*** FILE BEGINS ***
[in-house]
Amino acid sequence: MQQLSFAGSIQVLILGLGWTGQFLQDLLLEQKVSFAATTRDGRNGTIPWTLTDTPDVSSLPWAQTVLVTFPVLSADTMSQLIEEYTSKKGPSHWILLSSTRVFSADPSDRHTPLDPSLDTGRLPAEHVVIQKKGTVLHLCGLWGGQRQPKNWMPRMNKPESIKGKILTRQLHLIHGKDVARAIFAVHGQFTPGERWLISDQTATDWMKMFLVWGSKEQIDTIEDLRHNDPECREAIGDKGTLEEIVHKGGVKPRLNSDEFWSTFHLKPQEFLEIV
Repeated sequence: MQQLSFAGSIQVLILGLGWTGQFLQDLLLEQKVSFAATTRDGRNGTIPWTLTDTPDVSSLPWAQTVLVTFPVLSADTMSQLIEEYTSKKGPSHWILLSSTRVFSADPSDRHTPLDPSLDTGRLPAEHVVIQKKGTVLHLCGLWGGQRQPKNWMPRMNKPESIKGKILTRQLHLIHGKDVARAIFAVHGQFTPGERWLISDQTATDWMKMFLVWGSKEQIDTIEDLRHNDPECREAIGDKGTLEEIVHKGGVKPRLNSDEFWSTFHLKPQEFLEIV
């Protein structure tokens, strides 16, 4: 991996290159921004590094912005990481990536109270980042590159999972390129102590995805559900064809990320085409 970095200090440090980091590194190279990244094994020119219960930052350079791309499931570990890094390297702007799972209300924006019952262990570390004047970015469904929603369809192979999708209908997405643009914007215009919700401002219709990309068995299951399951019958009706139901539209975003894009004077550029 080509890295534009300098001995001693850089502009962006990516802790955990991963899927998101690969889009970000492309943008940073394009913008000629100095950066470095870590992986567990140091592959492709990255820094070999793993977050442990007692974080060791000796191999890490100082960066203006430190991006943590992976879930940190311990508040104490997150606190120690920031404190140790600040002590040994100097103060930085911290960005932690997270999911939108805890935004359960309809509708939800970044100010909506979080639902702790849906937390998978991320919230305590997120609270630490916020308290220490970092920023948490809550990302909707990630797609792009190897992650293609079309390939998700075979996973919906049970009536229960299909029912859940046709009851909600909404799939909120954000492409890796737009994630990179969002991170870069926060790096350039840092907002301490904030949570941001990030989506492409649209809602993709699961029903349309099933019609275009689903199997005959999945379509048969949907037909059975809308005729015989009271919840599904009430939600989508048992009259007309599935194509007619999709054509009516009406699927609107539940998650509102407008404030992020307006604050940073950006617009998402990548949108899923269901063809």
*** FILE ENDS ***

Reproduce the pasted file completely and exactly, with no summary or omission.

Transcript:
[in-house]
Amino acid sequence: MQQLSFAGSIQVLILGLGWTGQFLQDLLLEQKVSFAATTRDGRNGTIPWTLTDTPDVSSLPWAQTVLVTFPVLSADTMSQLIEEYTSKKGPSHWILLSSTRVFSADPSDRHTPLDPSLDTGRLPAEHVVIQKKGTVLHLCGLWGGQRQPKNWMPRMNKPESIKGKILTRQLHLIHGKDVARAIFAVHGQFTPGERWLISDQTATDWMKMFLVWGSKEQIDTIEDLRHNDPECREAIGDKGTLEEIVHKGGVKPRLNSDEFWSTFHLKPQEFLEIV
Repeated sequence: MQQLSFAGSIQVLILGLGWTGQFLQDLLLEQKVSFAATTRDGRNGTIPWTLTDTPDVSSLPWAQTVLVTFPVLSADTMSQLIEEYTSKKGPSHWILLSSTRVFSADPSDRHTPLDPSLDTGRLPAEHVVIQKKGTVLHLCGLWGGQRQPKNWMPRMNKPESIKGKILTRQLHLIHGKDVARAIFAVHGQFTPGERWLISDQTATDWMKMFLVWGSKEQIDTIEDLRHNDPECREAIGDKGTLEEIVHKGGVKPRLNSDEFWSTFHLKPQEFLEIV
């Protein structure tokens, strides 16, 4: 991996290159921004590094912005990481990536109270980042590159999972390129102590995805559900064809990320085409 970095200090440090980091590194190279990244094994020119219960930052350079791309499931570990890094390297702007799972209300924006019952262990570390004047970015469904929603369809192979999708209908997405643009914007215009919700401002219709990309068995299951399951019958009706139901539209975003894009004077550029 080509890295534009300098001995001693850089502009962006990516802790955990991963899927998101690969889009970000492309943008940073394009913008000629100095950066470095870590992986567990140091592959492709990255820094070999793993977050442990007692974080060791000796191999890490100082960066203006430190991006943590992976879930940190311990508040104490997150606190120690920031404190140790600040002590040994100097103060930085911290960005932690997270999911939108805890935004359960309809509708939800970044100010909506979080639902702790849906937390998978991320919230305590997120609270630490916020308290220490970092920023948490809550990302909707990630797609792009190897992650293609079309390939998700075979996973919906049970009536229960299909029912859940046709009851909600909404799939909120954000492409890796737009994630990179969002991170870069926060790096350039840092907002301490904030949570941001990030989506492409649209809602993709699961029903349309099933019609275009689903199997005959999945379509048969949907037909059975809308005729015989009271919840599904009430939600989508048992009259007309599935194509007619999709054509009516009406699927609107539940998650509102407008404030992020307006604050940073950006617009998402990548949108899923269901063809």